Trading Times Across East African Borders

My young friend Giovanni came back from a visit to East Africa last week. As part of the trip, he traveled by car from Uganda to Kenya. This involves crossing the Malaba border where trucks can wait anywhere from 2 days to 2 weeks. But the driver was an expert at crossing this border, so they only had to wait about 3 hours.

Comparatively, the time it takes to trade across East Africa borders is not really, all that long, and East African countries are taking important measures to improve things further. 

Tracks crossing the Uganda-Kenya Malaba border
Trucks crossing the Uganda-Kenya Malaba border

Clearing customs and going through inspections is only one of the steps involved in export and import trading. Other steps include:

  • obtaining, filling out, and submitting the necessary documents;
  • inland transport and handling (see related post on intra-African trade and transportation);
  • potentially, port and terminal handling.

In addition to the time physically needed to carry out these steps, there is waiting time to consider. This is what the World Bank does to estimate the average time required to export and import across 189 countries. Below is the total length of time required for East African countries (estimated in June 2014):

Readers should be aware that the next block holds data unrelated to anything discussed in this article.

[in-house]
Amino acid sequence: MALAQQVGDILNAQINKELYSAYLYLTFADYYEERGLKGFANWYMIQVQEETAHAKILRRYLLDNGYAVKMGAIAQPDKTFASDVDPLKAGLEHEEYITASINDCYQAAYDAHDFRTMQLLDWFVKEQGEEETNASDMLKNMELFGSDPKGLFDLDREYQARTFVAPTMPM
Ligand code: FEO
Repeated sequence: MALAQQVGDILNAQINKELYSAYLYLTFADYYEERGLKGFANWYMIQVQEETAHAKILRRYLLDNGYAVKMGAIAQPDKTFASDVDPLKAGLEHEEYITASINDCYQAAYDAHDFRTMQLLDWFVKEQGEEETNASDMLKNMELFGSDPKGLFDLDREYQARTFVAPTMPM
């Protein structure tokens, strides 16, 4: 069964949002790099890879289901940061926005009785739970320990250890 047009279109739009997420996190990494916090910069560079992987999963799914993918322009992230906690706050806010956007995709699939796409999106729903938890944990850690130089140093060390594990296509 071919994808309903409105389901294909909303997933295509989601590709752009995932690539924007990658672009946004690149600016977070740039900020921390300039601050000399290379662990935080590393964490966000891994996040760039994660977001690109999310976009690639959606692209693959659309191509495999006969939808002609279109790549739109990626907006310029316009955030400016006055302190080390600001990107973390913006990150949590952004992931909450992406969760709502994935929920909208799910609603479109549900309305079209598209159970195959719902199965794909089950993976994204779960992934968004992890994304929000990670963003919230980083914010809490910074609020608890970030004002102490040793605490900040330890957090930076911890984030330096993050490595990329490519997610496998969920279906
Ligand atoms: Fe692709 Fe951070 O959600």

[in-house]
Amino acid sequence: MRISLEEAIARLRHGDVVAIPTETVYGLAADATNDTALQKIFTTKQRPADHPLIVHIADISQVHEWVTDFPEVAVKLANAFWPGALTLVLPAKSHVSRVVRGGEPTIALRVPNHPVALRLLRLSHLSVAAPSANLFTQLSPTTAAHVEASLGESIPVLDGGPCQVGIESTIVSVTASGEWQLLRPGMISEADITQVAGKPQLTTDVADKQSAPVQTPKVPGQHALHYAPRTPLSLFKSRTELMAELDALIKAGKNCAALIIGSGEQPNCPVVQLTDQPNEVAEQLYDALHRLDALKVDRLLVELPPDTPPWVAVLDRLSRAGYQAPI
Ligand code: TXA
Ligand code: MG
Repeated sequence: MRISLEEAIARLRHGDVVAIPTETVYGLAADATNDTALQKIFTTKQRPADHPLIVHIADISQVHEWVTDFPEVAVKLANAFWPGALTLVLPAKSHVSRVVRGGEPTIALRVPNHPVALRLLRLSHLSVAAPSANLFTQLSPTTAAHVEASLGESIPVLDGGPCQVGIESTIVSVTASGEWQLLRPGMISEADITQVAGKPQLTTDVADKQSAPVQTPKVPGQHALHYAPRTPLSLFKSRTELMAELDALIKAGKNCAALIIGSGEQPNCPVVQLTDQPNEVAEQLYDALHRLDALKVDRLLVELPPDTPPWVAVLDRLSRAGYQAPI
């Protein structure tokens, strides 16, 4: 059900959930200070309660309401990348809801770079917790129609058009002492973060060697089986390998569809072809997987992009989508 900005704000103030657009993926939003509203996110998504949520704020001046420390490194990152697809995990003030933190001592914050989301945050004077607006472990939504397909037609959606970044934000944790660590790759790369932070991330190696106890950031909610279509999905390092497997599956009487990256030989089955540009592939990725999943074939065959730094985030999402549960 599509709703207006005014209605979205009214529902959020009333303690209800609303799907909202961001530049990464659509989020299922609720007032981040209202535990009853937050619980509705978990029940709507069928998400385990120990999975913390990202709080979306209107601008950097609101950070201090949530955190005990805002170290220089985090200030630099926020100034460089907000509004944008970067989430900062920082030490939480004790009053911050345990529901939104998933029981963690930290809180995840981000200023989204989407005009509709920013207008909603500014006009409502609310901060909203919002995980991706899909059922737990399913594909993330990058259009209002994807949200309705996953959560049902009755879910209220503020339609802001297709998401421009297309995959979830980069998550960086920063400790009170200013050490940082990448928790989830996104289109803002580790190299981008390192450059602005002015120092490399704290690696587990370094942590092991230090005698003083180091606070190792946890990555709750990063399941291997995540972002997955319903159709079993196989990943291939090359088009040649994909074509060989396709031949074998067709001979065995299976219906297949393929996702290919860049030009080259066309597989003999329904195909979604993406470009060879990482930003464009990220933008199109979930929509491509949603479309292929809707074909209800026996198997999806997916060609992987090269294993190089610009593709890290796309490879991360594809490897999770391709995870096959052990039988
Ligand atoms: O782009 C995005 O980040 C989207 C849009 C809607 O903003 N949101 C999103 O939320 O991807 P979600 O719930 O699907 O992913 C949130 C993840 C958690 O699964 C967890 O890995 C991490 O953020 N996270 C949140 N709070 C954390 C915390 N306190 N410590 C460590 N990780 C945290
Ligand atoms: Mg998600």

Days to export

Days to import















Here are some reference points for other countries:

  • Minimum time to export: 6 days (Denmark, Estonia, Hong Kong (China), Singapore, USA)
  • Minimum time to import: 4 days (Singapore)
  • Maximum time to export: 86 days (Afghanistan)
  • Maximum time to import: 91 days (Afghanistan)

Things have improved in recent years. A variety of reforms have been implemented to speed up wating times. For instance (and as reported by the World Bank):

  • Tanzania has implemented the Pre-Arrival Declaration (PAD) system and electronic submission of customs declarations;
  • Kenya has implemented an electronic cargo tracking system and linked this system to the Kenya Revenue Authority’s electronic data interchange system for customs clearance.
  • Rwanda has made administrative changes such as expanded operating hours and enhanced border cooperation and it has eliminated some documentation requirements; extended customs opening hours and it has implemented and improved electronic data interchange and risk-based inspection systems and made improvements in the transport sector.
  • Uganda has reduced the time required for trading across borders through expanded operating hours at the port of Mombasa and made improvements to customs processes and border cooperation.
  • Burundi has scaled up the use of electronic data interchange systems, introduced a more efficient system for monitoring goods going through transit countries and improved border coordination with neighboring transit countries.

Have you (or your goods) ever crossed these borders?